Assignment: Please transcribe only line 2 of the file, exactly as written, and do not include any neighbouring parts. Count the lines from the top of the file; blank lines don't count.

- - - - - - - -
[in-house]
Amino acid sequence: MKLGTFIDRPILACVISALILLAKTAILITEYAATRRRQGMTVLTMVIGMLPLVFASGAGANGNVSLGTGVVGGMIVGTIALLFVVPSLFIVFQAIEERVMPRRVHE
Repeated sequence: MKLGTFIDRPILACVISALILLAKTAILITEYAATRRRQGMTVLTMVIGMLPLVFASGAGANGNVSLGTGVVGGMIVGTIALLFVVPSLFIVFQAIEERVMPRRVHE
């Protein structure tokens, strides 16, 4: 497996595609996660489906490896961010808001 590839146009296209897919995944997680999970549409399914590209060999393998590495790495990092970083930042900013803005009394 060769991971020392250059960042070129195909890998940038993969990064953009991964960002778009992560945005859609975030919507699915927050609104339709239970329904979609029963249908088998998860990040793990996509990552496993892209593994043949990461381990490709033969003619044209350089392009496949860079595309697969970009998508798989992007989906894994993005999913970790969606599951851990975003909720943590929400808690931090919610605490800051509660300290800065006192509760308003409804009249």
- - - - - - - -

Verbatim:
Amino acid sequence: MKLGTFIDRPILACVISALILLAKTAILITEYAATRRRQGMTVLTMVIGMLPLVFASGAGANGNVSLGTGVVGGMIVGTIALLFVVPSLFIVFQAIEERVMPRRVHE